India and Japan have age-old connections- Mr. Takashi Kobayashi

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23rd March, New Delhi: Indira Gandhi National Centre for the Arts (IGNCA) released two significant literary works, namely, ‘Siddham Calligraphy of Sanskrit Hieronyms’ and ‘Sanskrit Manuscripts from Japan, Vol I’ that aims to deepen our understanding of a rich cultural relations between India and Japan.
‘Siddham Calligraphy of Sanskrit Hieronyms’ is authored by Prof. Lokesh Chandra and ‘Sanskrit Manuscripts from Japan, Vol I’ is authored by Prof. Nirmala Sharma. The books were released by Sachchidanand Joshi, Member Secretary, IGNCA; Ashok Chawla, Advisor (Japan), Ministry of External Affairs; Ranjana Mukhopadhyay, University of Delhi; Takashi Kobayashi, First Secretary (PR & Culture), Japanese Embassy; and Janashruti Chandra, JNU. Both the authors were also present at the occasion. Venerable Khambo Lama of Mangolia was also present at the release function.
The first book has been authored by Lokesh Chandra, an eminent scholar of Buddhism. The book offers a comprehensive exploration of the history and evolution of Siddham calligraphy. This not only delves into the artistic intricacies of Siddham calligraphy but also illuminates its cultural significance in facilitating the exchange between India and Japan. It discusses calligraphic styles, characteristics of Zen calligraphy, various dharinis, the calligram of Prajnakirti of Kashmir, and the culmination of Siddham calligraphy in its spontaneity and rapture by Kobo Daishi. The release of this book also marks a euphoric celebration of the scholarly journey of Lokesh Chandra whose unparalleled contribution to the academic world continues even at the age of 98.
The second book, ‘Sanskrit Manuscripts from Japan, Vol. 1’, authored by Nirmala Sharma, marks the beginning of a ground-breaking series featuring facsimile editions of Sanskrit manuscripts from Japan. It showcases thirty-two meticulously reproduced facsimiles from the esteemed collection of the Kokiji Monastery. Prof. Sharma’s meticulous curation allows readers to delve into the rich repository of Sanskrit manuscripts, thereby facilitating a deeper appreciation of Japan’s invaluable contribution to the preservation of Sanskrit literature.
Speaking at the occasion, Lokesh Chandra, the author of the first book said that Calligraphy is the heart of the nation. Siddham is a divine script and a living dynamism of the Mantrayana way of Dharma in Japan. The first constitution of Japan (A.D. 604) was consecrated by a Sanskrit manuscript of the Usnisa-Vijay-Dharini, written in an earlier form of Siddham.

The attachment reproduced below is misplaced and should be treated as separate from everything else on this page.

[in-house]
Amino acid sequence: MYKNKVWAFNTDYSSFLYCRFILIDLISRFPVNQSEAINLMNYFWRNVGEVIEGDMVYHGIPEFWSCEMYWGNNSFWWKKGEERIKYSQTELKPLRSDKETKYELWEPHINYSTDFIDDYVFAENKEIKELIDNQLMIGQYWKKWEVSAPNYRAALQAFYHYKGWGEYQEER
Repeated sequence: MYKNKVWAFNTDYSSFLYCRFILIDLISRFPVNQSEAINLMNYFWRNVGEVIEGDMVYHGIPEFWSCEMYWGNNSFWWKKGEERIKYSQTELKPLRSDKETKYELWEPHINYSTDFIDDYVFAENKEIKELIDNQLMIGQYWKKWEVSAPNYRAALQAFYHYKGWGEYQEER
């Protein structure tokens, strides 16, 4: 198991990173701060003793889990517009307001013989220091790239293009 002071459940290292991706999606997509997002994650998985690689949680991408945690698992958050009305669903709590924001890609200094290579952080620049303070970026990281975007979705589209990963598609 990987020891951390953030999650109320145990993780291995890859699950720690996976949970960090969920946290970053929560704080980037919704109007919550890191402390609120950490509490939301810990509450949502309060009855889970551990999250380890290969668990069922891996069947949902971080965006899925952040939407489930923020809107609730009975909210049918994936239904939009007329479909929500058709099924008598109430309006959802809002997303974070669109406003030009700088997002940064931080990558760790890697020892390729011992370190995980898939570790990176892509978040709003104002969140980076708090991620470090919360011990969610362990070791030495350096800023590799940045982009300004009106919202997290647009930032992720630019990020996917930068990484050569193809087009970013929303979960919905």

Nirmala Sharma expressed her happiness and said that the book, ‘Sanskrit Manuscripts from Japan, Vol 1’ is a result of extensive research and labour. She shared her experience of how the fascicules of the manuscripts had been gathered from the famous Kokiji monastery in Japan. She also remembered Jiun Sonja of Japan, a saint of the 18th century and his remarkable contributions in the collection of manuscripts.
Buddhism became an integral part of Japanese culture. It plays a pivotal role in cementing our relations with Japan. And when we try to foster this relationship, no one other than Lokesh Chandra emerges before us. The two books will lead us in the exploration of our deep-rooted cultural relations with Japan, said Sachchidanand Joshi, Member Secretary, IGNCA.
Ashok Chawla emphasised both the books, which we see today, is an outcome of cumulative knowledge, gathered and matured over decades of hard work. Both works are very significant, which will open the vista of deeper research in finding more linkages between India and Japan.
Ranjana Mukhopadyaya expressed her joy and pleasure to see the books having immense potentiality. She spoke about the close relations between India and Japan. How Buddhism travelled there and left an indelible imprint.
The two books will certainly redefine the relations between India and Japan. Both the countries are well-connected through Buddhism. Both the books provide a comprehensive history of our age-old connections, said Mr. Takashi Kobayashi.
Janashruti Chandra shed light on some unique peculiarities of the books. She said that both the books are well-researched and provide clues to researchers, scholars working in the field. The National Education Policy also outlines modules on Zen and Calligraphy to which the two books would prove beneficial for faculty as well as students.
These two books promise to deepen our understanding of the profound cultural connections between India and Japan, leaving an indelible mark on their cultural relations.
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